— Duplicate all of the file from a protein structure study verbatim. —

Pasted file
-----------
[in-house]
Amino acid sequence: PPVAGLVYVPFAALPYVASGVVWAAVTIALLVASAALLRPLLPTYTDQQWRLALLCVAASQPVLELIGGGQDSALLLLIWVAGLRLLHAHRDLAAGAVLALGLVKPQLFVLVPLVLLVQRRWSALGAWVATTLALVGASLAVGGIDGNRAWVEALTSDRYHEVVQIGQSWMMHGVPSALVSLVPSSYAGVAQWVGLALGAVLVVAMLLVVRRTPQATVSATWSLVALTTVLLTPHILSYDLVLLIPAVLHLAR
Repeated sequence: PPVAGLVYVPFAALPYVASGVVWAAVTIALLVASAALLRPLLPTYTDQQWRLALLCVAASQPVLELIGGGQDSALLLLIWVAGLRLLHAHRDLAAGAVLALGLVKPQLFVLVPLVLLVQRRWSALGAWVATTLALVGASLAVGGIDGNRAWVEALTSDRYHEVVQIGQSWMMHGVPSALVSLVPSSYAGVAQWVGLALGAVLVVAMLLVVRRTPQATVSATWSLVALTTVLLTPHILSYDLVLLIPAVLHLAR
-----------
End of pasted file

[in-house]
Amino acid sequence: PPVAGLVYVPFAALPYVASGVVWAAVTIALLVASAALLRPLLPTYTDQQWRLALLCVAASQPVLELIGGGQDSALLLLIWVAGLRLLHAHRDLAAGAVLALGLVKPQLFVLVPLVLLVQRRWSALGAWVATTLALVGASLAVGGIDGNRAWVEALTSDRYHEVVQIGQSWMMHGVPSALVSLVPSSYAGVAQWVGLALGAVLVVAMLLVVRRTPQATVSATWSLVALTTVLLTPHILSYDLVLLIPAVLHLAR
Repeated sequence: PPVAGLVYVPFAALPYVASGVVWAAVTIALLVASAALLRPLLPTYTDQQWRLALLCVAASQPVLELIGGGQDSALLLLIWVAGLRLLHAHRDLAAGAVLALGLVKPQLFVLVPLVLLVQRRWSALGAWVATTLALVGASLAVGGIDGNRAWVEALTSDRYHEVVQIGQSWMMHGVPSALVSLVPSSYAGVAQWVGLALGAVLVVAMLLVVRRTPQATVSATWSLVALTTVLLTPHILSYDLVLLIPAVLHLAR